• FQ And now he’s gotten poisoned, but I haven’t chosen the poison yet, so I don’t know what symptoms he’ll display. Probably foaming at the mouth, maybe a bit of rolling on the floor. You know, the usual. That’s probably enough words for that. FQ
  • Write whenever and wherever you can.
    • I am lucky enough to have a tablet that I can take on the school bus with me. So I do. I type in front of schools waiting for kids to get out. I type on the floors of gyms while the basketball game is happening around me. I type in the parking lots of museums and on park benches outside the zoo.
    • You’d be amazed at how much writing time you are not utilizing. It’s 2020 and we are all working from home, right? Keep your work in progress up while you are working. Type a few words while you are waiting for the zoom meeting to start. Type on your breaks and during lunch. Type while you are waiting on someone to respond to your email. (Just don’t type so much that you get fired…)
    • If you are an essential worker (first of all, thank you!), maybe you don’t have a laptop or trust your work security enough to bring it to work, bring a journal or type on your phone. You get 15 minute breaks and 30 minute lunches. Challenge yourself to see how many words you can get done in that time.
  • Don’t write all the time
    • Yes, I know. Another contradiction.
    • But unless you do keep time to cuddle your cats or say hello to your significant other, you will soon burn out. Schedule time to eat and sleep and massage your hands from the massive amount of typing you will be doing.
    • Did I mention sleep? Please remember to get some sleep. This is a marathon, not a sprint. You will need that energy later, I promise.
  • Reward yourself!
    • Make sure you are taking the time to reward yourself during the month of November. The Nano site has badges that you earn for various tasks, like word count goals and writing more days in a row. Use these and give yourself rewards.
    • And don’t get discouraged. If you find yourself on the 20th with only 10,000 words, that’s 10,000 words you didn’t have before!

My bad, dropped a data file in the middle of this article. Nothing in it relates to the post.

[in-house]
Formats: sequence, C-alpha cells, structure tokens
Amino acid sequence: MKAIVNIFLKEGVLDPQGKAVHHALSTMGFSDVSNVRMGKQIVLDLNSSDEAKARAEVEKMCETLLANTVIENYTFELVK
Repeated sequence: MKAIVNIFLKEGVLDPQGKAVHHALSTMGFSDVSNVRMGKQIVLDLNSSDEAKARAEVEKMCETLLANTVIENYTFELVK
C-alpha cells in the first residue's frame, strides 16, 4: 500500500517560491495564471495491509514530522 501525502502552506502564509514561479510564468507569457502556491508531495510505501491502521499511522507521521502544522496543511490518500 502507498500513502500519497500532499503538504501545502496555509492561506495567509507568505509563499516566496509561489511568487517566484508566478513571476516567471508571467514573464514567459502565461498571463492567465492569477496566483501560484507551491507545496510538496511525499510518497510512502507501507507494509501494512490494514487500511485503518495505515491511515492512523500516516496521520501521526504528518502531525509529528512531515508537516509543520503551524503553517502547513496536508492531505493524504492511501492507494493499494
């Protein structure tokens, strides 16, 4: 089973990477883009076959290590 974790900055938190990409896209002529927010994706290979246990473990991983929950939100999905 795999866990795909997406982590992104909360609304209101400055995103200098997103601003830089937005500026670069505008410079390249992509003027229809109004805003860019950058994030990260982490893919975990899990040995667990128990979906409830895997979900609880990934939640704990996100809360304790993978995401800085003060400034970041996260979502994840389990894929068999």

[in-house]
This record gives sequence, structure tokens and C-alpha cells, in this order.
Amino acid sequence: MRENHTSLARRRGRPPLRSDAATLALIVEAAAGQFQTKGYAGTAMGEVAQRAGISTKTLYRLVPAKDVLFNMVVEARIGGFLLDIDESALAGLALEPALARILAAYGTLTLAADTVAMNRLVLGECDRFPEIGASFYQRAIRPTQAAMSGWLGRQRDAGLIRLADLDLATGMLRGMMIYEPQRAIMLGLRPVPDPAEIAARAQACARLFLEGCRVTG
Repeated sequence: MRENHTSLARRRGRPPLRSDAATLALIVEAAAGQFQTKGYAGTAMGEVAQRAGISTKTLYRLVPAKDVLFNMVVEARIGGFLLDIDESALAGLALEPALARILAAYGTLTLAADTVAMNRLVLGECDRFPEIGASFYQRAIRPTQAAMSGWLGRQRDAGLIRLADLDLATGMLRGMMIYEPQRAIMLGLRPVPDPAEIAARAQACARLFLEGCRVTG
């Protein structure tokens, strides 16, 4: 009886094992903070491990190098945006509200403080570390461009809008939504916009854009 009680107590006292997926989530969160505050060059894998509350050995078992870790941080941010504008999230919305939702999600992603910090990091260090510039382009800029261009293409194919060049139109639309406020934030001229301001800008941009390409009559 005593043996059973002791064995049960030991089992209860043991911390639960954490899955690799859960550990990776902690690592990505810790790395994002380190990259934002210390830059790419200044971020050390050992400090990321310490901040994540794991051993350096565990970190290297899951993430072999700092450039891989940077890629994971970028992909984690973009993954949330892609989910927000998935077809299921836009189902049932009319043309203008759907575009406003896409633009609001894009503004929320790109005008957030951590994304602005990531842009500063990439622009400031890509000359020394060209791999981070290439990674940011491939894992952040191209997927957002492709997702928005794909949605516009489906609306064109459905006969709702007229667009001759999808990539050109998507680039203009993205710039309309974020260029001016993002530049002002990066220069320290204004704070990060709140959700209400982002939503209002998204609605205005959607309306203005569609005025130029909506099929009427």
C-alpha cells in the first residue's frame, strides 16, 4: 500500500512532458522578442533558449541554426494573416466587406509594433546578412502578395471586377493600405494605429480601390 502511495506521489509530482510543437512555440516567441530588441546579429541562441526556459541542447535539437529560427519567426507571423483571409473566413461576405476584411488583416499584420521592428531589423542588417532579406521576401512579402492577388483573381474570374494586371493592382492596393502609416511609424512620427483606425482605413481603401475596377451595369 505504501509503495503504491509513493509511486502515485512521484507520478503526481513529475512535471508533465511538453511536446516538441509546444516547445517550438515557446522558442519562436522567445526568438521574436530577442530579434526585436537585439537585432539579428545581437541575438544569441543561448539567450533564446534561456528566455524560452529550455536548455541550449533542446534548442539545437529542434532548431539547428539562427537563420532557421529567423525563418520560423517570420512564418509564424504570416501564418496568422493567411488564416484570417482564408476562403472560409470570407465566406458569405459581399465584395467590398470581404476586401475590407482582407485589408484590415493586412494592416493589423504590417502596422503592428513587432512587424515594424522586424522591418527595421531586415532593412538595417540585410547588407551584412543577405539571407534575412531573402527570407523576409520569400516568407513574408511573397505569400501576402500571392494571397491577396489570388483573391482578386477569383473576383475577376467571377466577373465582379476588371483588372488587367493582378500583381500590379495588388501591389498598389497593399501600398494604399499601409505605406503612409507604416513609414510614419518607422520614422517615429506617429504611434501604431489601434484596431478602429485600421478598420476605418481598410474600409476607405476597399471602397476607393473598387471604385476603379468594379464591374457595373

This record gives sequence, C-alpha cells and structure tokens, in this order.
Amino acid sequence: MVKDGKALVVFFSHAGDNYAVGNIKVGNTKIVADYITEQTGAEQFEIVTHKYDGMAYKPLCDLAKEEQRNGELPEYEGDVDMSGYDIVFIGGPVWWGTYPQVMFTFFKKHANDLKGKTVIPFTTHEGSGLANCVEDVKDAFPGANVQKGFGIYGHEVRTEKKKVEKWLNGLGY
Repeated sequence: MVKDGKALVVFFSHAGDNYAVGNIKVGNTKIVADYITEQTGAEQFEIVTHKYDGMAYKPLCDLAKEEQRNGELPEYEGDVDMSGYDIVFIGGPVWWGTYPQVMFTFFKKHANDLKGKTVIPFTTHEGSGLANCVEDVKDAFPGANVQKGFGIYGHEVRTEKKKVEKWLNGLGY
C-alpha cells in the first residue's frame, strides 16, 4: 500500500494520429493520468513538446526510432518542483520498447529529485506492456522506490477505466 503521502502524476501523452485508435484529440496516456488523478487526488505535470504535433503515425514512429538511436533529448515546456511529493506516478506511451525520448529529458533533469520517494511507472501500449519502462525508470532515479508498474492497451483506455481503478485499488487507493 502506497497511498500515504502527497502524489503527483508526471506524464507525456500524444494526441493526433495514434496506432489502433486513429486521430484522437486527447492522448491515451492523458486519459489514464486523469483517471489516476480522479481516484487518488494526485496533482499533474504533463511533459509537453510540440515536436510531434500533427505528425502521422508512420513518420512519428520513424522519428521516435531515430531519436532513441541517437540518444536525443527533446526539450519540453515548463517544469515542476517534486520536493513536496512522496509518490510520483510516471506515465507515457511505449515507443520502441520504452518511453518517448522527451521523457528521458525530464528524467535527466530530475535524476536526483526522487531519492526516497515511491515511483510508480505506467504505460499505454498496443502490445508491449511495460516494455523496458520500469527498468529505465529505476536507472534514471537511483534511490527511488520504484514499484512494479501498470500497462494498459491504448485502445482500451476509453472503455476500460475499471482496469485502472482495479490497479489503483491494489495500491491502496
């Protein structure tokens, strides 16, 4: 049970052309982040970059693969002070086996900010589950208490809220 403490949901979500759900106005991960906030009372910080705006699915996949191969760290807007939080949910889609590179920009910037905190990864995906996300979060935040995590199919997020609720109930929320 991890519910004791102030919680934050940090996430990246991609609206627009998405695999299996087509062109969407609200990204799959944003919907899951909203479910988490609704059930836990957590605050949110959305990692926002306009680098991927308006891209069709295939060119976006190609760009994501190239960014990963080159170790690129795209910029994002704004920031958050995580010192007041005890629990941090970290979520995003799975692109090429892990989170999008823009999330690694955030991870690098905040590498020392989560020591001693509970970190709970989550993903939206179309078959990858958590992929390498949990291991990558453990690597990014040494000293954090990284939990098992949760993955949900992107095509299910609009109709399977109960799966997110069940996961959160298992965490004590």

The Quick and Dirty Tricks

These are not cheating, per se, but they are a little bit harder to edit out once November is over. However, if you are desperate to up your word count, here are some ideas. Also, these are epically bad writing tips. But if your Nano goal is to get the 50% off Scrivner coupon and you need 20,000 words in three days…

  • Don’t (Or do not) use contractions. If you’re already 30,000 words in, to a search for “n’t” and replace it with ” not”. Then try it with ‘re and ‘ve. You’ll be amazed. (Ooo! ‘ll!)
  • Copy all of your notes, beat sheet, character lists, and add them to your document (as long as you wrote them in November!)
  • All that time you are taking thinking about how your in-novel robbery/heist/ballroom scene will go? Type it out in stream of consciousness. Have two characters debate a love triangle and who the MC should love for four pages. Go back and add in all those As-you-know-Bob scenes and back story and worldbuilding. You never know, you might find more creative solutions than you had originally planned!
  • Describe everything, down to the last stone on the last courtyard on the last part of the castle. It won’t end up in your novel, but you need to know it, at least.
  • If you are getting desperate, give all of your characters two-name names. Sarah Jo, Billy Bob, Jo Betsy. Or even three or four name titles. Chief Petty Officer Joe Bob Morton. Her Royal Highness Princess Leticia Amy Morganstern, Duchess of Eastern Anglophobia. And then search and replace every instance of the original name.
  • On that note, your towns shouldn’t be London or Paris when they could be Higgly on the Walk or Greater North Eastern Fandlington.
  • Give each of your chapters really descriptive titles, like: Chapter 23: Having Been Cruelly Rejected, Our Dejected Heroine Wanders Out Onto the Moor, Intent on Doing Herself Harm, But, Instead, Encounters the Dread Werewolf, Where Upon She Screams, and Our Dashing Hero Rides Valiantly to Her Rescue.

Most important tip of all:

Ignore all of the tips that don’t work for you. If you end up adding your grocery list to your novel, then it’s not about words, but numbers. So, what’s your goal? Write for that.

And Celebrate on December 1st!